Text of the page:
I woke up this morning and I was trying to think what kind of experience or mind was Bourdain in...I wonder if he wrote any notes about his philosophy on life. I would be very interested. Then I went to my Shakespeare online group...we randomly read a sonnet every week and this week was Sonnet #123. I was really struck with all the references to time (Shakespeare always puts time in his work....but this seemed excessive even for him LOL) Why does the narrator say that the pyramids are nothing new, and nothing strange?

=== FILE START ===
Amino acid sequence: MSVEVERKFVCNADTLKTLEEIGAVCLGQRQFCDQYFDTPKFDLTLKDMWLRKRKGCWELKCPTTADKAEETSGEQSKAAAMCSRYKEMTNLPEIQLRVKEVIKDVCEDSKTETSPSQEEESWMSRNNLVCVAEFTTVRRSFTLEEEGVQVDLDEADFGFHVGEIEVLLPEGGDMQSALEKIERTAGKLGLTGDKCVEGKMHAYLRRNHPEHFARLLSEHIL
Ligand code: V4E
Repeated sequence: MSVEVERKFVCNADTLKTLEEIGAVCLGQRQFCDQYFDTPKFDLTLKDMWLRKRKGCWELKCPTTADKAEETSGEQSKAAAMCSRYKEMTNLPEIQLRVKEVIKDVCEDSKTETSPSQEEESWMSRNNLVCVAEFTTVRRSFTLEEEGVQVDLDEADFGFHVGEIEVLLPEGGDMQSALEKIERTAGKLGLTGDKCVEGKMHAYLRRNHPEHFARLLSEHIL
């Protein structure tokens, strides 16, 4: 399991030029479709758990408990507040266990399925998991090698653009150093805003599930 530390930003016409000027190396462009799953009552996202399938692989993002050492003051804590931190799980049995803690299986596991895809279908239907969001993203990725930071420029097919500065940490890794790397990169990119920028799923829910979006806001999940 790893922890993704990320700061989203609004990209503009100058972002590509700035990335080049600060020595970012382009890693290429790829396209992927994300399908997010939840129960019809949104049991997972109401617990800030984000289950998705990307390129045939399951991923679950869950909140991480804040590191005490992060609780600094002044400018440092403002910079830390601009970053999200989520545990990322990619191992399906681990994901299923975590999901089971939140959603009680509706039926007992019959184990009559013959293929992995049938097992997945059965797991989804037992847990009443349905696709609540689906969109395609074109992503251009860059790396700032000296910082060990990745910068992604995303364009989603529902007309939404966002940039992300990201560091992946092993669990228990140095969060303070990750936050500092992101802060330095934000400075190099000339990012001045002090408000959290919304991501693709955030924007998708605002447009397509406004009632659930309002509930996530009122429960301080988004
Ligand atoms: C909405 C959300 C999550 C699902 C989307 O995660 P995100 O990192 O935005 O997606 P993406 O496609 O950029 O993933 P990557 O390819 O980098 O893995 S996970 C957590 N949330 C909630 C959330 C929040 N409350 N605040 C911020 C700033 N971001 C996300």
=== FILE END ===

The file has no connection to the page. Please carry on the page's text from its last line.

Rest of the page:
Sonnet 123
No, Time, thou shalt not boast that I do change:
Thy pyramids built up with newer might
To me are nothing novel, nothing strange;
They are but dressings of a former sight.
Our dates are brief, and therefore we admire
What thou dost foist upon us that is old,
And rather make them born to our desire
Than think that we before have heard them told.
Thy registers and thee I both defy,
Not wondering at the present nor the past;
For thy records and what we see doth lie,
Made more or less by that continual haste.
This I do vow, and this shall ever be:
I will be true, despite thy scythe and thee.
Some time motifs....